Archive for February, 2010

African American Slavery/Seminole Indians

My Name is Sally Little Song by Brenda Wood

I have wanted to read this book for a while and picked it up last night when I couldn’t fall asleep.  I read the entire book!  It is the story of a slave family who finds out that their children will be sold so they decide to run to freedom. Instead of going North, they go to the South to Florida swampland in hopes of finding safety with a Seminole Indian tribe who may take them in.  They run and of course face danger and near mishaps along the way.  Tragedy does strike but they eventually make it to the safety of an Indian village where they find a home which fits with their own desires.  The story is from the eyes of Sally May Harrison who is 12 years old and is known for singing and making up songs.  A poem of one of Sally’s songs starts each chapter.  They are simple but lovely.
This would make a great read aloud during the study of slavery or during Black History month.

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February 22, 2010 at 2:34 pm Leave a comment

Scholastic Book Fair Reads – Girl Power!

One of my schools had a book fair this past week so I chose a few books that I thought I would personally like and they all were winners.

Finally 12 by Wendy Maas
This is the story of a girl who is just counting the days until she turns 12 and can finally do the things all her friends already are doing: cell phones, ears pierced, babysitting, staying home alone, etc.  After her big day she finds that as she checks each thing off her list she meets calamity and mishaps as well.  This is a fun story for the tween ager girl who frankly likes chick lit!

Franny Parker by Hannah Roberts McKinnon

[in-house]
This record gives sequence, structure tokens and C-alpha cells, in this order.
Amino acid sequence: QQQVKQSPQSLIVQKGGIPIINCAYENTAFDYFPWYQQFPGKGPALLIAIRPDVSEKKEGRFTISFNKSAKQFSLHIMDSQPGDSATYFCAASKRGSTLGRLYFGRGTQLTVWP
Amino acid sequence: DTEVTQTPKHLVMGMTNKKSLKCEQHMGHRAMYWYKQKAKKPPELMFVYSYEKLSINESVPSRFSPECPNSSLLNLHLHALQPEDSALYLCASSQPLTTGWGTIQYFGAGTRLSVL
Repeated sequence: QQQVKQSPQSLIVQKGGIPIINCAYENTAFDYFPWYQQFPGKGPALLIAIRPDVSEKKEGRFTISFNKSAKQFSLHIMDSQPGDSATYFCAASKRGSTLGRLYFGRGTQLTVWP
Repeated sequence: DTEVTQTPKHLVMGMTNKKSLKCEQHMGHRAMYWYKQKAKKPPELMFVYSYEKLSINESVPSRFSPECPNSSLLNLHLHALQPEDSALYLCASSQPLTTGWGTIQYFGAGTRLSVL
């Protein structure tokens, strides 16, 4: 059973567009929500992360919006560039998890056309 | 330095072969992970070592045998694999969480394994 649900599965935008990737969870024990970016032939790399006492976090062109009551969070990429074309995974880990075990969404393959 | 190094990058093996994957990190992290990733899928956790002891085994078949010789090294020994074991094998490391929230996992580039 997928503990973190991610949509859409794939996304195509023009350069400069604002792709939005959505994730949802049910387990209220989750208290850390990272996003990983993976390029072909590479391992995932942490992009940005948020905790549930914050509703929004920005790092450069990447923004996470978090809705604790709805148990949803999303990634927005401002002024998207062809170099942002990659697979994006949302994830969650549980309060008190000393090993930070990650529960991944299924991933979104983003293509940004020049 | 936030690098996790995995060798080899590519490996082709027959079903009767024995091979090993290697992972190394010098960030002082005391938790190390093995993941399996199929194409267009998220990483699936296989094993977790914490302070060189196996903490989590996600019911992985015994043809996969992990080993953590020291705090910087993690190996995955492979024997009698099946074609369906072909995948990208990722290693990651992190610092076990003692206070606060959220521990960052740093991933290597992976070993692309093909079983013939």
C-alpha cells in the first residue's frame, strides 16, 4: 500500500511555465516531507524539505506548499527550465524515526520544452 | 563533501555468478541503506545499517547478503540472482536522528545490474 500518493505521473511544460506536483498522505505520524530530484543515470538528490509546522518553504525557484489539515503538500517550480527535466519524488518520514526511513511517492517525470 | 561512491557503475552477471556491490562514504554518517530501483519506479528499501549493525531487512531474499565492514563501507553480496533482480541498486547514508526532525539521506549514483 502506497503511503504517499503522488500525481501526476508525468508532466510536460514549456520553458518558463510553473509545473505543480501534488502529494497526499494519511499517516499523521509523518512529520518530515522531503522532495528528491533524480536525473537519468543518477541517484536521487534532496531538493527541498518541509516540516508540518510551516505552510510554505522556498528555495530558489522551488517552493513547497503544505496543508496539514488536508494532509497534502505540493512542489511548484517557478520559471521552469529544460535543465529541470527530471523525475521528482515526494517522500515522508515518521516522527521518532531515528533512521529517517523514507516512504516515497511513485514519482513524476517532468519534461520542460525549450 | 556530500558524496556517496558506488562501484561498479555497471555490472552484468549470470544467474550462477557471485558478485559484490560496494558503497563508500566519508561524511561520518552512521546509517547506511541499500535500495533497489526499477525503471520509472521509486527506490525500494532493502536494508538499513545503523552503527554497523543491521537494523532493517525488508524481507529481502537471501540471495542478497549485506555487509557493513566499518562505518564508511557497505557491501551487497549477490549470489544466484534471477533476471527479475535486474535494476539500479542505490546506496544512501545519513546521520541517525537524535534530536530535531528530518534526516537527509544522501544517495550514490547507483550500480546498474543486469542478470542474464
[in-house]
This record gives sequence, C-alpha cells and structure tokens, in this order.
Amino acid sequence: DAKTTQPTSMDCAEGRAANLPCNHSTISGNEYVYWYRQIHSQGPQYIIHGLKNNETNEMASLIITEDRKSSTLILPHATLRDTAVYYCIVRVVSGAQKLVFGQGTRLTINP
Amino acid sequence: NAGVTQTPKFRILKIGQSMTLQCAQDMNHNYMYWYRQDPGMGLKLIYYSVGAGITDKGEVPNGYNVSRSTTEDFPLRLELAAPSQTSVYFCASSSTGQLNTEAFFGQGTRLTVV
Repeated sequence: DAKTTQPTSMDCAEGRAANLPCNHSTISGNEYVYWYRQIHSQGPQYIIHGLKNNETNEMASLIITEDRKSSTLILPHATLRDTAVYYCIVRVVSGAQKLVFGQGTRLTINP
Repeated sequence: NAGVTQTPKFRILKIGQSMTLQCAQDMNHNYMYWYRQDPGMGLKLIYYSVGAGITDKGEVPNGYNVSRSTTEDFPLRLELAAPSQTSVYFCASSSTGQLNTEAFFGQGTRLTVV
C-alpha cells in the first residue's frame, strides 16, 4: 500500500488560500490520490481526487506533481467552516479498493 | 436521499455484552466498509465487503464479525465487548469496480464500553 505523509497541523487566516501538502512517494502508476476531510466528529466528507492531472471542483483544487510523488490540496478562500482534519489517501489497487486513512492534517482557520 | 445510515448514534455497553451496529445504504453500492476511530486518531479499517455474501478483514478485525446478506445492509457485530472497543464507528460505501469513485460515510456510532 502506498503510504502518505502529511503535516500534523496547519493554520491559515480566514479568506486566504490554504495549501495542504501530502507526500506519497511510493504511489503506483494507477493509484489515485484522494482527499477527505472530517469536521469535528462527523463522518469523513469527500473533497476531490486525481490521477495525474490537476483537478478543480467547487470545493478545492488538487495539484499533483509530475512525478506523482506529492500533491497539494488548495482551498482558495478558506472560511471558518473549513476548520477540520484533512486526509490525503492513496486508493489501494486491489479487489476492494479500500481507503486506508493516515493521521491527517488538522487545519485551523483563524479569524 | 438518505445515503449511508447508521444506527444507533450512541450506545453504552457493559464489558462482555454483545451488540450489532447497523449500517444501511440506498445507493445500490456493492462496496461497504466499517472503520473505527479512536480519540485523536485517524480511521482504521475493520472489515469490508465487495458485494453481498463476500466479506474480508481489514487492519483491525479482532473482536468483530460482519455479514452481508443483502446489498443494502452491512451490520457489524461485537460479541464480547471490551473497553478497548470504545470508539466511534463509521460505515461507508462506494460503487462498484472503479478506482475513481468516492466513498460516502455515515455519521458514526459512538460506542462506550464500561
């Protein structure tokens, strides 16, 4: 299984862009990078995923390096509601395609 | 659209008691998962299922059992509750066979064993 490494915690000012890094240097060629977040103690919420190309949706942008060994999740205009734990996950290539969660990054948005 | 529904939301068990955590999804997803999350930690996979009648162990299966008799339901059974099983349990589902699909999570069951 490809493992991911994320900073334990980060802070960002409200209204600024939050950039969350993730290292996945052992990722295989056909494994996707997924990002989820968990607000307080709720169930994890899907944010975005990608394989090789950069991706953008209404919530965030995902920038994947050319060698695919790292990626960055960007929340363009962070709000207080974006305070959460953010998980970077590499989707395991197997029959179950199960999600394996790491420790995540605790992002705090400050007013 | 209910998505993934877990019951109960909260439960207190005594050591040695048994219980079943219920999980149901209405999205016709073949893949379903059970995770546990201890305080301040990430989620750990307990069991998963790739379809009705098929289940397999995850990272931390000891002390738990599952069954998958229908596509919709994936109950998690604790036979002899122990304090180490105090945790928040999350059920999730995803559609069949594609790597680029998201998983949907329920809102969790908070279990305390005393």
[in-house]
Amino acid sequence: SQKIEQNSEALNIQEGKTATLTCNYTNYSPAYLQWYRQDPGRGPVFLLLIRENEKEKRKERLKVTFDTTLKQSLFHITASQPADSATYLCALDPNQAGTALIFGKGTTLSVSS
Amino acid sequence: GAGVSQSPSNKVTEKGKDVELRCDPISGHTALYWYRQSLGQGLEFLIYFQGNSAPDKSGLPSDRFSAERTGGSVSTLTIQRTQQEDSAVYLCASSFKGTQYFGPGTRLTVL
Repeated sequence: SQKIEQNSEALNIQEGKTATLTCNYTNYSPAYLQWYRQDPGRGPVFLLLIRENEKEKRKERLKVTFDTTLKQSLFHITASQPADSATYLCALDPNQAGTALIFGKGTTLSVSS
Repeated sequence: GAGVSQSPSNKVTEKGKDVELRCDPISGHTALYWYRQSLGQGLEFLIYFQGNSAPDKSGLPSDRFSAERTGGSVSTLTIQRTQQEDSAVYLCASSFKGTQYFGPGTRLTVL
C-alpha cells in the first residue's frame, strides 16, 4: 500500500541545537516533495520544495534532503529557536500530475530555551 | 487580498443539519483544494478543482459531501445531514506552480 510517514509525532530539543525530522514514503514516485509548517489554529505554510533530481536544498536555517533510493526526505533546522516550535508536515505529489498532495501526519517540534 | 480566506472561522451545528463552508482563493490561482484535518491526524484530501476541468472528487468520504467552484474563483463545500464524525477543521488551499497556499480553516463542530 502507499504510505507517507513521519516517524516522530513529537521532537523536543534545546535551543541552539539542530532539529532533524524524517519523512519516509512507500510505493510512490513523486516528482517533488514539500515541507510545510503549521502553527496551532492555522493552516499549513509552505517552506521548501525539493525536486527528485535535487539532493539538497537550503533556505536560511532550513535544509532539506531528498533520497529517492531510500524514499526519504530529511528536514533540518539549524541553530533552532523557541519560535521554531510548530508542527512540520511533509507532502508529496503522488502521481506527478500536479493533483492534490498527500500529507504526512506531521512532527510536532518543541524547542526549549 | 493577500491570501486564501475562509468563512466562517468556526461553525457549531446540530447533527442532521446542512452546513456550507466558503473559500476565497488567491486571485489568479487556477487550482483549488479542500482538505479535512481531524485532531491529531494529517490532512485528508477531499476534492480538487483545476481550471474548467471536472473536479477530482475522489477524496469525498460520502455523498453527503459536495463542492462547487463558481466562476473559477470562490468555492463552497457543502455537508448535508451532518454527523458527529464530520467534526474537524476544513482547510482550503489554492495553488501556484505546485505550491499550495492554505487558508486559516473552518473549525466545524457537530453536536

What a beautifully written story about a 13-year-old girl who is not ready to grow up too fast.  She has a loving but interesting family, lives in a small town in Oklahoma and befriends the new boy next door.  Franny has a project for the summer that she did not plan but is supported by the entire town. She takes care of orphaned and sick animals in the family barn.  There is somewhat of a mystery in the boy and his mother who move in next door and Franny and her family have opened their hearts to them and are dismayed when things don’t seem right.  Great book!

The Girl Who Could Fly by Victoria Forrester
Piper McCloud can fly and she has to do it in secret because her parents forbid her from flying.  One day at a church picnic baseball game she forgets herself and flies to catch the ball.  The whole town is abuzz and fearful.  Then, Dr. Lettitia Hellion comes to the door and takes her away to a place where Piper meets other children, animals and plants with amazing gifts.  However, these gifts are not valued but all effort is made to make the people, plants, or animals become normal again.  You can imagine this book as a movie and I did find out that the author had originally written this as a screenplay for a movie.  Lots of action as well as thought-provoking moments.  Another great read.